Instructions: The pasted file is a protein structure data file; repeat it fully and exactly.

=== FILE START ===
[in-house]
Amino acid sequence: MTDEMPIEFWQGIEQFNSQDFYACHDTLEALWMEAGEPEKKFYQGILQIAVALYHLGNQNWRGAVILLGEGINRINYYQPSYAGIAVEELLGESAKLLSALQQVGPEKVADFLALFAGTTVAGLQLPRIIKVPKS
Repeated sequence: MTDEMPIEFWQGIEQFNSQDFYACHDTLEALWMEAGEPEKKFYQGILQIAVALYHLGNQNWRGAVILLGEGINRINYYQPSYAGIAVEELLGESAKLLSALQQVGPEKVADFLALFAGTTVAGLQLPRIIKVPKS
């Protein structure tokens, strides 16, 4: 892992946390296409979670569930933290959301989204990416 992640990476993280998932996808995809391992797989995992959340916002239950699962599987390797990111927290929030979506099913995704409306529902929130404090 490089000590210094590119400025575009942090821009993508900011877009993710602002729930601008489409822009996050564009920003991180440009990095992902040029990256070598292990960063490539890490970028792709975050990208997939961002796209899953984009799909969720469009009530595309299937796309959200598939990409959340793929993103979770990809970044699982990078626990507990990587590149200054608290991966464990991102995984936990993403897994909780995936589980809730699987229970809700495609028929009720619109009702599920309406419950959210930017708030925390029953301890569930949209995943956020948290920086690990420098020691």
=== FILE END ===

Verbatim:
[in-house]
Amino acid sequence: MTDEMPIEFWQGIEQFNSQDFYACHDTLEALWMEAGEPEKKFYQGILQIAVALYHLGNQNWRGAVILLGEGINRINYYQPSYAGIAVEELLGESAKLLSALQQVGPEKVADFLALFAGTTVAGLQLPRIIKVPKS
Repeated sequence: MTDEMPIEFWQGIEQFNSQDFYACHDTLEALWMEAGEPEKKFYQGILQIAVALYHLGNQNWRGAVILLGEGINRINYYQPSYAGIAVEELLGESAKLLSALQQVGPEKVADFLALFAGTTVAGLQLPRIIKVPKS
């Protein structure tokens, strides 16, 4: 892992946390296409979670569930933290959301989204990416 992640990476993280998932996808995809391992797989995992959340916002239950699962599987390797990111927290929030979506099913995704409306529902929130404090 490089000590210094590119400025575009942090821009993508900011877009993710602002729930601008489409822009996050564009920003991180440009990095992902040029990256070598292990960063490539890490970028792709975050990208997939961002796209899953984009799909969720469009009530595309299937796309959200598939990409959340793929993103979770990809970044699982990078626990507990990587590149200054608290991966464990991102995984936990993403897994909780995936589980809730699987229970809700495609028929009720619109009702599920309406419950959210930017708030925390029953301890569930949209995943956020948290920086690990420098020691």